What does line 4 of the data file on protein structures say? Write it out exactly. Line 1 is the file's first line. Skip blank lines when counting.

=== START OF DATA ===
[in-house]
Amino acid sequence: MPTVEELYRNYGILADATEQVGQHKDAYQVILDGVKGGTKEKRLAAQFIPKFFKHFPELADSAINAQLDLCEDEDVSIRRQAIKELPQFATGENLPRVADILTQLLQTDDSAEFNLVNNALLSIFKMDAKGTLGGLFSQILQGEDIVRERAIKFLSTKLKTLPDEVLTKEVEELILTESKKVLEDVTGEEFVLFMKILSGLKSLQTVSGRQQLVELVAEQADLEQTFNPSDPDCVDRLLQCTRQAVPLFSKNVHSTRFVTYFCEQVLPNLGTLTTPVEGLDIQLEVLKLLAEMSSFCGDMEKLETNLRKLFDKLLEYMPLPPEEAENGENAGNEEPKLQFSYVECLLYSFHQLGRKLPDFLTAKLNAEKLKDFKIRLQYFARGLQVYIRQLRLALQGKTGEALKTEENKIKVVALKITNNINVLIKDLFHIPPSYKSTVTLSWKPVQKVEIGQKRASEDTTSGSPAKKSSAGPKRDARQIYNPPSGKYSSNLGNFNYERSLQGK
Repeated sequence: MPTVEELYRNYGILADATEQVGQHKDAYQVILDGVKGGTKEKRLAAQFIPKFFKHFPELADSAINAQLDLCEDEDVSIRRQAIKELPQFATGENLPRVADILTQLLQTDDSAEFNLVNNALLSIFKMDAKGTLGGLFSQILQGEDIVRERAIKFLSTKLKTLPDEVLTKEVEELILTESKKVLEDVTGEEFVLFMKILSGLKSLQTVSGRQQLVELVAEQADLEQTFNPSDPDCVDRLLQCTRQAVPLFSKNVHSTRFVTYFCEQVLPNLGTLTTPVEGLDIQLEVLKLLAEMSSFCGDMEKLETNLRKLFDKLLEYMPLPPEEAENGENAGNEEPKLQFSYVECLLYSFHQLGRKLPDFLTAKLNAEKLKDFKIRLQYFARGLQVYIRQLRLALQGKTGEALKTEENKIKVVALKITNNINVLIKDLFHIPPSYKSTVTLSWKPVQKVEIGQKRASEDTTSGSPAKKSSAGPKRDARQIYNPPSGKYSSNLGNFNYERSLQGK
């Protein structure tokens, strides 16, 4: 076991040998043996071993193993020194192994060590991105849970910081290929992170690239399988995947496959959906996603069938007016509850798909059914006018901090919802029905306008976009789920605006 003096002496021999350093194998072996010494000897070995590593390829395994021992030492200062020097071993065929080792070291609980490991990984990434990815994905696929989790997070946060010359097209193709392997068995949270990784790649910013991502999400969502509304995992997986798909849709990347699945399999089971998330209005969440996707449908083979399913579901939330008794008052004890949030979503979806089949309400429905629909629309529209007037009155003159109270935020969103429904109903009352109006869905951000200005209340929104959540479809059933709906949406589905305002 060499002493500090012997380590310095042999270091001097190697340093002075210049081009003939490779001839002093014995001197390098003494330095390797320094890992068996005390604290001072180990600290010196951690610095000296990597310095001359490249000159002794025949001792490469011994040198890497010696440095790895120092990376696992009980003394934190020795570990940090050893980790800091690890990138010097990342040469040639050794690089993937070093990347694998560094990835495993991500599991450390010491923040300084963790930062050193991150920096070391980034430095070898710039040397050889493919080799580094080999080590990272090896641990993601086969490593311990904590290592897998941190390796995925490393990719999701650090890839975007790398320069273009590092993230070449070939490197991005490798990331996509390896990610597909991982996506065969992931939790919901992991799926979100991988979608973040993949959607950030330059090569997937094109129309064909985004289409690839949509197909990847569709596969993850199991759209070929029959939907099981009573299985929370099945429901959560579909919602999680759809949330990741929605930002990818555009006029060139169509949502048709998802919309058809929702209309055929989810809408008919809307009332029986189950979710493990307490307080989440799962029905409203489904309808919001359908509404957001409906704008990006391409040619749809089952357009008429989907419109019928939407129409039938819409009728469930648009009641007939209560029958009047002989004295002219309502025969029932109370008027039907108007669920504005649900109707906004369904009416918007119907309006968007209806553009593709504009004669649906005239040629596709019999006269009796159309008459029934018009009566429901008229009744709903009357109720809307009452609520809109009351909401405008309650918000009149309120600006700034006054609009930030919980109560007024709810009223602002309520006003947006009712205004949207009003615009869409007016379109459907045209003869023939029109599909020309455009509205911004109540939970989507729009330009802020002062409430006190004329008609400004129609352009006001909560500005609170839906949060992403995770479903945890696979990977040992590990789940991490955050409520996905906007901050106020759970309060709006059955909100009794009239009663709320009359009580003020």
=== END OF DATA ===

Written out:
């Protein structure tokens, strides 16, 4: 076991040998043996071993193993020194192994060590991105849970910081290929992170690239399988995947496959959906996603069938007016509850798909059914006018901090919802029905306008976009789920605006 003096002496021999350093194998072996010494000897070995590593390829395994021992030492200062020097071993065929080792070291609980490991990984990434990815994905696929989790997070946060010359097209193709392997068995949270990784790649910013991502999400969502509304995992997986798909849709990347699945399999089971998330209005969440996707449908083979399913579901939330008794008052004890949030979503979806089949309400429905629909629309529209007037009155003159109270935020969103429904109903009352109006869905951000200005209340929104959540479809059933709906949406589905305002 060499002493500090012997380590310095042999270091001097190697340093002075210049081009003939490779001839002093014995001197390098003494330095390797320094890992068996005390604290001072180990600290010196951690610095000296990597310095001359490249000159002794025949001792490469011994040198890497010696440095790895120092990376696992009980003394934190020795570990940090050893980790800091690890990138010097990342040469040639050794690089993937070093990347694998560094990835495993991500599991450390010491923040300084963790930062050193991150920096070391980034430095070898710039040397050889493919080799580094080999080590990272090896641990993601086969490593311990904590290592897998941190390796995925490393990719999701650090890839975007790398320069273009590092993230070449070939490197991005490798990331996509390896990610597909991982996506065969992931939790919901992991799926979100991988979608973040993949959607950030330059090569997937094109129309064909985004289409690839949509197909990847569709596969993850199991759209070929029959939907099981009573299985929370099945429901959560579909919602999680759809949330990741929605930002990818555009006029060139169509949502048709998802919309058809929702209309055929989810809408008919809307009332029986189950979710493990307490307080989440799962029905409203489904309808919001359908509404957001409906704008990006391409040619749809089952357009008429989907419109019928939407129409039938819409009728469930648009009641007939209560029958009047002989004295002219309502025969029932109370008027039907108007669920504005649900109707906004369904009416918007119907309006968007209806553009593709504009004669649906005239040629596709019999006269009796159309008459029934018009009566429901008229009744709903009357109720809307009452609520809109009351909401405008309650918000009149309120600006700034006054609009930030919980109560007024709810009223602002309520006003947006009712205004949207009003615009869409007016379109459907045209003869023939029109599909020309455009509205911004109540939970989507729009330009802020002062409430006190004329008609400004129609352009006001909560500005609170839906949060992403995770479903945890696979990977040992590990789940991490955050409520996905906007901050106020759970309060709006059955909100009794009239009663709320009359009580003020």